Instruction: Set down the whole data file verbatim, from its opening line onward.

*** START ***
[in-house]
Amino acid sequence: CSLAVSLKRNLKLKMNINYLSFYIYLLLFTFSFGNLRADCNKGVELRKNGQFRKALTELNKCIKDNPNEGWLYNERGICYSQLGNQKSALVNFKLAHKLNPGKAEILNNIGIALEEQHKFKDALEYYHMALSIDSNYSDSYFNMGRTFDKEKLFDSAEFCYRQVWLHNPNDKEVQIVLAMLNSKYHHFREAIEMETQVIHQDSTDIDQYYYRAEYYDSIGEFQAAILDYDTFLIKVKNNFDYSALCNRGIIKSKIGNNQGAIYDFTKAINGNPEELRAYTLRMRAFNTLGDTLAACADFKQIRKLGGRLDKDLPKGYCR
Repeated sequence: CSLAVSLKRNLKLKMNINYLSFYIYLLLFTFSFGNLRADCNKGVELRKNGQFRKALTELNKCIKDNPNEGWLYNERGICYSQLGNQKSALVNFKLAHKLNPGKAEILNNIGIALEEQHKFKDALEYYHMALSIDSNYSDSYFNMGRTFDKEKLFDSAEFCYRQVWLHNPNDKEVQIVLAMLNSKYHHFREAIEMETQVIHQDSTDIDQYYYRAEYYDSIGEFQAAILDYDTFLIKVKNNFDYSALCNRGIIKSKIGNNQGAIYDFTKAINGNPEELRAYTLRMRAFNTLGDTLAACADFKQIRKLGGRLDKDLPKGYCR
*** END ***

[in-house]
Amino acid sequence: CSLAVSLKRNLKLKMNINYLSFYIYLLLFTFSFGNLRADCNKGVELRKNGQFRKALTELNKCIKDNPNEGWLYNERGICYSQLGNQKSALVNFKLAHKLNPGKAEILNNIGIALEEQHKFKDALEYYHMALSIDSNYSDSYFNMGRTFDKEKLFDSAEFCYRQVWLHNPNDKEVQIVLAMLNSKYHHFREAIEMETQVIHQDSTDIDQYYYRAEYYDSIGEFQAAILDYDTFLIKVKNNFDYSALCNRGIIKSKIGNNQGAIYDFTKAINGNPEELRAYTLRMRAFNTLGDTLAACADFKQIRKLGGRLDKDLPKGYCR
Repeated sequence: CSLAVSLKRNLKLKMNINYLSFYIYLLLFTFSFGNLRADCNKGVELRKNGQFRKALTELNKCIKDNPNEGWLYNERGICYSQLGNQKSALVNFKLAHKLNPGKAEILNNIGIALEEQHKFKDALEYYHMALSIDSNYSDSYFNMGRTFDKEKLFDSAEFCYRQVWLHNPNDKEVQIVLAMLNSKYHHFREAIEMETQVIHQDSTDIDQYYYRAEYYDSIGEFQAAILDYDTFLIKVKNNFDYSALCNRGIIKSKIGNNQGAIYDFTKAINGNPEELRAYTLRMRAFNTLGDTLAACADFKQIRKLGGRLDKDLPKGYCR